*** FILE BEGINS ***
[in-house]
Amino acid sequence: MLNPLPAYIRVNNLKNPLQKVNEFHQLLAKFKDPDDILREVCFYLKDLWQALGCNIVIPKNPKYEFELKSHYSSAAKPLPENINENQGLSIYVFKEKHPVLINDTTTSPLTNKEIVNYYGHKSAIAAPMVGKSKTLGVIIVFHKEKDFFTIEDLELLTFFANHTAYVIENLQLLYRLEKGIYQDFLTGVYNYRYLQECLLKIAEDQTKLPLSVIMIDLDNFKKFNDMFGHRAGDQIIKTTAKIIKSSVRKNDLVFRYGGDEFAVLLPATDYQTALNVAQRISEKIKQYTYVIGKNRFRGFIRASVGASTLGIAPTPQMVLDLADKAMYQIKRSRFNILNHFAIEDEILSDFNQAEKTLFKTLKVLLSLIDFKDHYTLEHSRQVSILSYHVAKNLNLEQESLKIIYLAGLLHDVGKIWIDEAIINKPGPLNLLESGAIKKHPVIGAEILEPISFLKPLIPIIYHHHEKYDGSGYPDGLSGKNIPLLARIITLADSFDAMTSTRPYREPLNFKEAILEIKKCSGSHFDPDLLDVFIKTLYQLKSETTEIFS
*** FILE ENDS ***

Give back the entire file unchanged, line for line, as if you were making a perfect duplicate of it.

[in-house]
Amino acid sequence: MLNPLPAYIRVNNLKNPLQKVNEFHQLLAKFKDPDDILREVCFYLKDLWQALGCNIVIPKNPKYEFELKSHYSSAAKPLPENINENQGLSIYVFKEKHPVLINDTTTSPLTNKEIVNYYGHKSAIAAPMVGKSKTLGVIIVFHKEKDFFTIEDLELLTFFANHTAYVIENLQLLYRLEKGIYQDFLTGVYNYRYLQECLLKIAEDQTKLPLSVIMIDLDNFKKFNDMFGHRAGDQIIKTTAKIIKSSVRKNDLVFRYGGDEFAVLLPATDYQTALNVAQRISEKIKQYTYVIGKNRFRGFIRASVGASTLGIAPTPQMVLDLADKAMYQIKRSRFNILNHFAIEDEILSDFNQAEKTLFKTLKVLLSLIDFKDHYTLEHSRQVSILSYHVAKNLNLEQESLKIIYLAGLLHDVGKIWIDEAIINKPGPLNLLESGAIKKHPVIGAEILEPISFLKPLIPIIYHHHEKYDGSGYPDGLSGKNIPLLARIITLADSFDAMTSTRPYREPLNFKEAILEIKKCSGSHFDPDLLDVFIKTLYQLKSETTEIFS